“We get a lot of great applications each year, and that number keeps growing,” says Lear. “Word is getting around that this festival exists and that artists have a good experience here.”
So what can viewers expect?
“We’d like to say there’s something for everybody in this festival,” says Lear. “We try to curate really diverse genres, but also modes of doing horror. There’s dance, there’s theater, there’s music, there’s a short film festival; and, within that, there’s psychological horror, there’s comedy horror, and there’s blood-and-guts stuff.”
A complete list of productions and detailed descriptions can be found on the Twin Cities Horror Festival website. Harold makes its return, with Lear performing alongside Brant Miller and Matt Spring. Ballweber directs.
The story centers on two brothers who venture in the mountains. It’s a perfectly normal excursion. They make a scarecrow. The perfect normality ceases fairly soon afterward. The whole production is lit by a single bulb – and it goes out pretty often, says Lear.
“This show is kind of hard for us, because we punish ourselves whenever we get a laugh,” says Ballweber. “We’re funny people, and there is a lot of funny in the show, but we don’t want the audience to release too much tension through laughter.”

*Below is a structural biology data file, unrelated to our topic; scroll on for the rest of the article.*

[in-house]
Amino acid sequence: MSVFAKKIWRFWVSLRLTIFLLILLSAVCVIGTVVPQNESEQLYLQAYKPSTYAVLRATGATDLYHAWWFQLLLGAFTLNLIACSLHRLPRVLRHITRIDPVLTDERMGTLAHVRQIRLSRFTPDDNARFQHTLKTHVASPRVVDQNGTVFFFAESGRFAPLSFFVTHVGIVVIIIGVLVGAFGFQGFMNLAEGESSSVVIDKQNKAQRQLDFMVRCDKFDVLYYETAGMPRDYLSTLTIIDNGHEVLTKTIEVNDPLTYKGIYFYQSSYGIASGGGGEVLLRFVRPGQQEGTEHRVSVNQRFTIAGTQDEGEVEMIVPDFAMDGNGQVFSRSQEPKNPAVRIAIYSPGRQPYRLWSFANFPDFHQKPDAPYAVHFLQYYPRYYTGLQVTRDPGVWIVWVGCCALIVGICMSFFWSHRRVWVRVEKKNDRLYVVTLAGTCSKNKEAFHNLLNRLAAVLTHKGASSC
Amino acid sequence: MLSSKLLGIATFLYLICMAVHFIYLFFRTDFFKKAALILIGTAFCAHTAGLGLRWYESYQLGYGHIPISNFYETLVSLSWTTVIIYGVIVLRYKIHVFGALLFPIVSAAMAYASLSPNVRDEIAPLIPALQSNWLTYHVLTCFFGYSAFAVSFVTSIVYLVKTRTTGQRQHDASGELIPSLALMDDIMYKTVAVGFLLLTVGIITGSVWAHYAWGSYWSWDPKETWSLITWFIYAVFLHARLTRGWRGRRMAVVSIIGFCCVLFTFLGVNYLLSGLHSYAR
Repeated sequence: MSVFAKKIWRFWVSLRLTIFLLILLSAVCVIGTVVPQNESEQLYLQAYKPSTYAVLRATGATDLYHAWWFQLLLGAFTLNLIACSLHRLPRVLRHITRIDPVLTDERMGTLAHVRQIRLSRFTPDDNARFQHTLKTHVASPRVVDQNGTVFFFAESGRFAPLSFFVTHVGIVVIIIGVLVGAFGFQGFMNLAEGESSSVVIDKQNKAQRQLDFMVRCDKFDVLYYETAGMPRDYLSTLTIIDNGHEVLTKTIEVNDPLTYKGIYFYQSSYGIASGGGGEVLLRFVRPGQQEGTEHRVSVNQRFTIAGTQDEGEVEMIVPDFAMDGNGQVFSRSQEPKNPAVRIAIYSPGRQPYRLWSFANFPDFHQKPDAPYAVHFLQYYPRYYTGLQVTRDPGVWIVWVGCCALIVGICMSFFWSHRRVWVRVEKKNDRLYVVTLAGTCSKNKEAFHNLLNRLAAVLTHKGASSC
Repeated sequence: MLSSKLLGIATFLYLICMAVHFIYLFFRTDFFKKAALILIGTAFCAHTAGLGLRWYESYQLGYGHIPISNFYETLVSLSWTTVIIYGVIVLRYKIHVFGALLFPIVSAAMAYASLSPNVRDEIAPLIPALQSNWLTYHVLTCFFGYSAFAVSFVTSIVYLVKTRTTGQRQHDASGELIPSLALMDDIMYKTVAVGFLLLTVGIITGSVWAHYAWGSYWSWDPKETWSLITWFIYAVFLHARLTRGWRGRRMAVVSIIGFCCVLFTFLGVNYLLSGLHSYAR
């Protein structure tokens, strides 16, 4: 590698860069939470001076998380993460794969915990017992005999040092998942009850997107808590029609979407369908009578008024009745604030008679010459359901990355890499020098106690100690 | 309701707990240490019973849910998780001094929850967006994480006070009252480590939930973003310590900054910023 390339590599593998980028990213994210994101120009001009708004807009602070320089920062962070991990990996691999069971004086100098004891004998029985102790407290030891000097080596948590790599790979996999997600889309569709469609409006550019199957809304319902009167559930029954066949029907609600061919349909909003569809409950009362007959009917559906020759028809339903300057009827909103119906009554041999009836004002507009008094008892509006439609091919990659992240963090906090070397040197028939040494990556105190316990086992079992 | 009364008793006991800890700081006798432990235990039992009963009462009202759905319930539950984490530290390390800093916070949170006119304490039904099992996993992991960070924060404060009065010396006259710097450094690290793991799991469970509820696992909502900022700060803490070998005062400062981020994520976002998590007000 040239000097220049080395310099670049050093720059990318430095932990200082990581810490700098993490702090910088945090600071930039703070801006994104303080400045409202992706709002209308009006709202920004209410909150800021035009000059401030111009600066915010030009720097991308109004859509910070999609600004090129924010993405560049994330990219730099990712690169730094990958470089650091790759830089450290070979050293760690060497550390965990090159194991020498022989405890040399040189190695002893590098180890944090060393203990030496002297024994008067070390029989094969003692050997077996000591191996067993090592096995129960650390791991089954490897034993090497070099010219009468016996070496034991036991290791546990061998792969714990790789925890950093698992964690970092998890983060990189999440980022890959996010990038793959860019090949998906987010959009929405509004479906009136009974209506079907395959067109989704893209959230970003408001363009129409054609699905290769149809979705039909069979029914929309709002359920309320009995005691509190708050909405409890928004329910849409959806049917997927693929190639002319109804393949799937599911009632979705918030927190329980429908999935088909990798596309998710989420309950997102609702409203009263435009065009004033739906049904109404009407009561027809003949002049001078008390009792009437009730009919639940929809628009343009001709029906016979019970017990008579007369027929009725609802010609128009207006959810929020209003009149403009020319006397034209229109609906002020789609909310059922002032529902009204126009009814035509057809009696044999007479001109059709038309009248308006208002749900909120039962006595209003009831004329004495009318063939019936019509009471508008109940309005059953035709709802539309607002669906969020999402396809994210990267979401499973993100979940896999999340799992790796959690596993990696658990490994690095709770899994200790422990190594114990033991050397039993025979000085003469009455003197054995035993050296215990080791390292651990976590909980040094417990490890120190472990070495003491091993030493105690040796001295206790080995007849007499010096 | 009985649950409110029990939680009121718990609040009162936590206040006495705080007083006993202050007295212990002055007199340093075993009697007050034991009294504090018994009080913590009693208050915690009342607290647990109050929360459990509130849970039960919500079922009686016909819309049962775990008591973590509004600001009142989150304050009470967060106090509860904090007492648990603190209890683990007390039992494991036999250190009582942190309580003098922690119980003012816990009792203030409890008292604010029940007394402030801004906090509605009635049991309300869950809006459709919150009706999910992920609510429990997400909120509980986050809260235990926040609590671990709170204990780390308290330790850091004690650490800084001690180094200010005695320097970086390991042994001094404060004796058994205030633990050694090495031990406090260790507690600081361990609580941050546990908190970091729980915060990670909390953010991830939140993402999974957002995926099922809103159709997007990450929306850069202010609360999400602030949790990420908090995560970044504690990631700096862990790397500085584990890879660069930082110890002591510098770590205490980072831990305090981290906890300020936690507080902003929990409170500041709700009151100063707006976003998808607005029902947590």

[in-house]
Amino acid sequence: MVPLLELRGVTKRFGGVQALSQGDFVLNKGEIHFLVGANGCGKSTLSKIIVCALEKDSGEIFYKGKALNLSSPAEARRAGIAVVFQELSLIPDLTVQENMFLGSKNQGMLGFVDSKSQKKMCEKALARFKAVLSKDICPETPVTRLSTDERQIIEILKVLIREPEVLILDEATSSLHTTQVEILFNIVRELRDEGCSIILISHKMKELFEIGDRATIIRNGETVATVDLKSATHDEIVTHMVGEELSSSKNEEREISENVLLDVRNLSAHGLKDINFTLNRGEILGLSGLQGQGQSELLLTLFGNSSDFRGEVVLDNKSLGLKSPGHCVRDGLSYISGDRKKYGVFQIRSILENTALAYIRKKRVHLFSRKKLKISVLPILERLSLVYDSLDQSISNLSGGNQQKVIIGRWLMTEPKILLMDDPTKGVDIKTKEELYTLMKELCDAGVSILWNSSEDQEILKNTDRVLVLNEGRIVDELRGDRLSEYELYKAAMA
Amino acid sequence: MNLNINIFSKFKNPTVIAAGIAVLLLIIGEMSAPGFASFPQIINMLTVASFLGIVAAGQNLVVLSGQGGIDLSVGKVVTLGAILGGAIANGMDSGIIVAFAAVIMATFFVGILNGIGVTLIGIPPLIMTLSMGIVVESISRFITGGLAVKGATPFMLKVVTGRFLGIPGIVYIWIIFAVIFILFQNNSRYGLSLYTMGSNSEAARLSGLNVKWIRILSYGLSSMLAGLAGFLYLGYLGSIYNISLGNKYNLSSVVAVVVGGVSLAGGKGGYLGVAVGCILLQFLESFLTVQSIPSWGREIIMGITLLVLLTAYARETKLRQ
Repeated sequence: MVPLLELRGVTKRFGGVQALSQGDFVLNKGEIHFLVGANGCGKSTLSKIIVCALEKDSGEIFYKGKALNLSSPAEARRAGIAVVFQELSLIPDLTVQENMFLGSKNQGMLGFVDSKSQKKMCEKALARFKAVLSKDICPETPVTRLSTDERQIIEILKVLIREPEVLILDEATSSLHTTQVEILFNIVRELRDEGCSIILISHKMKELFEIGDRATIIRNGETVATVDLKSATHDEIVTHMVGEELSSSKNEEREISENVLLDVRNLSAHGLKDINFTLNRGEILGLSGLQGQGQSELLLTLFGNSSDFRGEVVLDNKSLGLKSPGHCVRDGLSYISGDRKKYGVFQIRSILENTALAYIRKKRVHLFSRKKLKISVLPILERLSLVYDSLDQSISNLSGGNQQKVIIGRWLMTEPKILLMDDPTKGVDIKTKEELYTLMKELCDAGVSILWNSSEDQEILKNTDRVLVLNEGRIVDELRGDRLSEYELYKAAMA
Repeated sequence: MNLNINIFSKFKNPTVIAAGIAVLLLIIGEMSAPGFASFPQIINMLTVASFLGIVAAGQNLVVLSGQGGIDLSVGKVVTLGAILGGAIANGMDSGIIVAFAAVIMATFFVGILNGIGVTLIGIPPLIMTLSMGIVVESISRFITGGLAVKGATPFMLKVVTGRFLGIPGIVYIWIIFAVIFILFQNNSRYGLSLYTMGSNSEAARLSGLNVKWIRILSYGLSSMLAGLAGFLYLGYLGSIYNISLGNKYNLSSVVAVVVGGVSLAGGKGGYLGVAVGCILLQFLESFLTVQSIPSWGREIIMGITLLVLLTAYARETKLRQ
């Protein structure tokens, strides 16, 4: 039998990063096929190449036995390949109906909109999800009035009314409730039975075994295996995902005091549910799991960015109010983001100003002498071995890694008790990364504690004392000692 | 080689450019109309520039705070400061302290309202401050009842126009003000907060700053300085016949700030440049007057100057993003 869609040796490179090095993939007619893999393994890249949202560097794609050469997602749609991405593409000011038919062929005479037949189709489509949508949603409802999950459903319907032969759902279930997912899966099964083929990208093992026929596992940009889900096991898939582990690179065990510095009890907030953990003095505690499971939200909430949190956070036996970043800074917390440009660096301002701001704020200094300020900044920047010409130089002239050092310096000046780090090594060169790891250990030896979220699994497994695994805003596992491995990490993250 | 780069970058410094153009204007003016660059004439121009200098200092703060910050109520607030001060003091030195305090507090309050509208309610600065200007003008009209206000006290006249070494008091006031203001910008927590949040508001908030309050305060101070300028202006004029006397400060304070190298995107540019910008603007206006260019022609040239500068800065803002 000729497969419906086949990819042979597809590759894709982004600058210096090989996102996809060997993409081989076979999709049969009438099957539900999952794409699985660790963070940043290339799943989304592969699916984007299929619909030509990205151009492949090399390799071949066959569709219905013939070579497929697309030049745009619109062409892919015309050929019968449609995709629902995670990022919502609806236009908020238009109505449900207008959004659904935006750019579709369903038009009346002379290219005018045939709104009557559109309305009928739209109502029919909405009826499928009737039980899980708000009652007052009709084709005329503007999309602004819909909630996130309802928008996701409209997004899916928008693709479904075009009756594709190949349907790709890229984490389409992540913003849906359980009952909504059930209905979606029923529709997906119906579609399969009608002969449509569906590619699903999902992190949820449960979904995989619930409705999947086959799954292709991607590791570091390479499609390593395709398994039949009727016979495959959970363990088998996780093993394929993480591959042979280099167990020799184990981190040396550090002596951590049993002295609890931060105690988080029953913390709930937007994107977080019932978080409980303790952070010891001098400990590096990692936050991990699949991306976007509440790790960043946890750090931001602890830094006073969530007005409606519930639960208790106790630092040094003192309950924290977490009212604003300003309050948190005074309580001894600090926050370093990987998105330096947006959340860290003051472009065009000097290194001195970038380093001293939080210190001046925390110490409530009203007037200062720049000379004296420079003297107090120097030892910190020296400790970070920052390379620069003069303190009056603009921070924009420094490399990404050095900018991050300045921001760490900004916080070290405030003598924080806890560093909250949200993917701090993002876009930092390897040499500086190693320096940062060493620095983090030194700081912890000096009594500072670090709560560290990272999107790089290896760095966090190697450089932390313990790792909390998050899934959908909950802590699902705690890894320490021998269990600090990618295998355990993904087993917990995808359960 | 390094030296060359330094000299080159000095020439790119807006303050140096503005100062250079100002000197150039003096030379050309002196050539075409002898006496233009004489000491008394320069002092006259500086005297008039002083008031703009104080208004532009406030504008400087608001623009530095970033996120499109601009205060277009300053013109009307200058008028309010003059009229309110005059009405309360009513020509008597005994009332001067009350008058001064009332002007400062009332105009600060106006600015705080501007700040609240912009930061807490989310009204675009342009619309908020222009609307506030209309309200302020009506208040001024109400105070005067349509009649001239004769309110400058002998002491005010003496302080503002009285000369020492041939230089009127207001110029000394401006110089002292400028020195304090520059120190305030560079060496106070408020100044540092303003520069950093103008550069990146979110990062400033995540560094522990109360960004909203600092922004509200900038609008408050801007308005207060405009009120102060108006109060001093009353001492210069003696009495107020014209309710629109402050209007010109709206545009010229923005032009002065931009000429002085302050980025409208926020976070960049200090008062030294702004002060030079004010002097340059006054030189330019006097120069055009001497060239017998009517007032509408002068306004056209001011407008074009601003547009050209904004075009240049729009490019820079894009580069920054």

Every year, the festival has been held at the Southern Theater. The Southern first opened in 1910. Since then, it’s lived a lot of past lives – as a movie house, garage, warehouse, restaurant, a showhouse for “adults-only entertainment,” and an antique shop. From 1968-1975, it stood vacant.
The Guthrie Theater purchased the space in 1975, and remade it into a theater. It’s been that way ever since, but the space still wears a lot of its past lives’ accessories. The arch over the stage looks mighty fine for its 107 years young, and filled-in truck entrances are visible in the walls. When lit, the stage goes from “ramshackle, but in a charming way” to simply mesmerizing – and that’s before any performers even set foot on it.
“We believed that the Southern was the perfect venue in town for a horror festival,” says Lear. “The atmosphere in the theater is just perfect for this type of performance. The arch is such a powerful scenic element that you don’t even need a set to perform there. Many of us had already worked and performed at the theater over the years, so we had connections there and knew how to use the space effectively to mount a festival.”
It sits and audience of 165 – of the living, anyway.
“The green rooms were underneath the stage, and there are thought that they’re still down there but just covered over,” says Lear. “Nobody knows for sure. People talk about, there are actors who died here 100 years ago whose spirits are still in those green rooms waiting to go on. There’s one story from like 15 years ago, someone is waiting in the wing and they look over and see a gentleman in a top hat standing across. They go on stage, and when they came back, he’s gone.”
Tickets can be purchased online and at the Southern Theater box office. The last show is slated to end around 10 p.m. Sunday night.
If you need a word with Ballweber, you’d better chase him down before then.
“For my mental well-being, I can’t believe in ghosts,” he says with a laugh. “I refuse to be in this building by myself, ever. I always find an excuse to not be the last person in this building.”